1- Diphtheria angina
Diphtheria angina is the most classic manifestation of the disease. Generally not very feverish, it is accompanied by a pallor, ganglions in the neck, and headaches.
At the back of the throat, there are whitish deposits, called "false membranes, " adhering to the tonsils and the soft palate. These false membranes can reach the uvula, the pharynx, and sometimes even the larynx. In this case, diphtheria can cause coughing, difficulty speaking and breathing.
2 - Cutaneous diphtheria
Diphtheria can be localized on the skin, preferably on old wounds or scars. With always the same symptoms: the presence of false membranes. Less known than diphtheria angina, the diagnosis must be evoked in front of an atypical ulcer when returning from an infested area.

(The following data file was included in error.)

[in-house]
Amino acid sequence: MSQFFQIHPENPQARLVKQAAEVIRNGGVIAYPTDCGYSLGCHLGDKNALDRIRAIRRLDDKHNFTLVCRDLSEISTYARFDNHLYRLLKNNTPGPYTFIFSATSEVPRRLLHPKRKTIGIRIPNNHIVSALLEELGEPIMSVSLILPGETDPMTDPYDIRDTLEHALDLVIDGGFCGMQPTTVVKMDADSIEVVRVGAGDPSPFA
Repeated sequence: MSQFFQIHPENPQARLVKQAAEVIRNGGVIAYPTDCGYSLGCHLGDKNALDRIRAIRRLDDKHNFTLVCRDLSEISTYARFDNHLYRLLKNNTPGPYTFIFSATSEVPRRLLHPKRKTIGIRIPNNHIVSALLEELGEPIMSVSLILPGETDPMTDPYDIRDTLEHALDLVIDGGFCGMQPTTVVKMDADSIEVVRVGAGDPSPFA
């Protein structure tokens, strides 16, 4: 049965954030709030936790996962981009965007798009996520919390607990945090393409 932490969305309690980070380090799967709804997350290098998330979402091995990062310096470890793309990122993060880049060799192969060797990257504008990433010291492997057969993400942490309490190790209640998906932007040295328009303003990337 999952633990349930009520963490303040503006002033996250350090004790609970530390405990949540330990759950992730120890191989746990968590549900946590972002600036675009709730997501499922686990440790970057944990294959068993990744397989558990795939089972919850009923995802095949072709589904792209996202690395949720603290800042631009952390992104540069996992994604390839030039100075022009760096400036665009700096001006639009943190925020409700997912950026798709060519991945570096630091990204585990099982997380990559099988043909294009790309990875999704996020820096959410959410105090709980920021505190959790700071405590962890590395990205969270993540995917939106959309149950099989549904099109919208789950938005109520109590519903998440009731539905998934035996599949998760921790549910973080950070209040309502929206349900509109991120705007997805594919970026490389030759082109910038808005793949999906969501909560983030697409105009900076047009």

3 - The other symptoms
A few days after angina, diphtheria toxin may reach the heart, kidneys and nerves. It can cause myocarditis, inflammation of the kidney (glomerulonephritis), or paralysis by nerve damage (polyradiculoneuropathy). In the absence of treatment, the disease is fatal in 2 to 20% of cases.
4 - The biological sample
To confirm the medical diagnosis, it is necessary to perform a nasopharyngeal or cutaneous sampling. In the laboratory, the culture and isolation of the bacteria sometimes require several days.
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Because a child is more fragile than an adult. Here are 5 symptoms that must alert you to go to the emergency room without going through the doctor box treating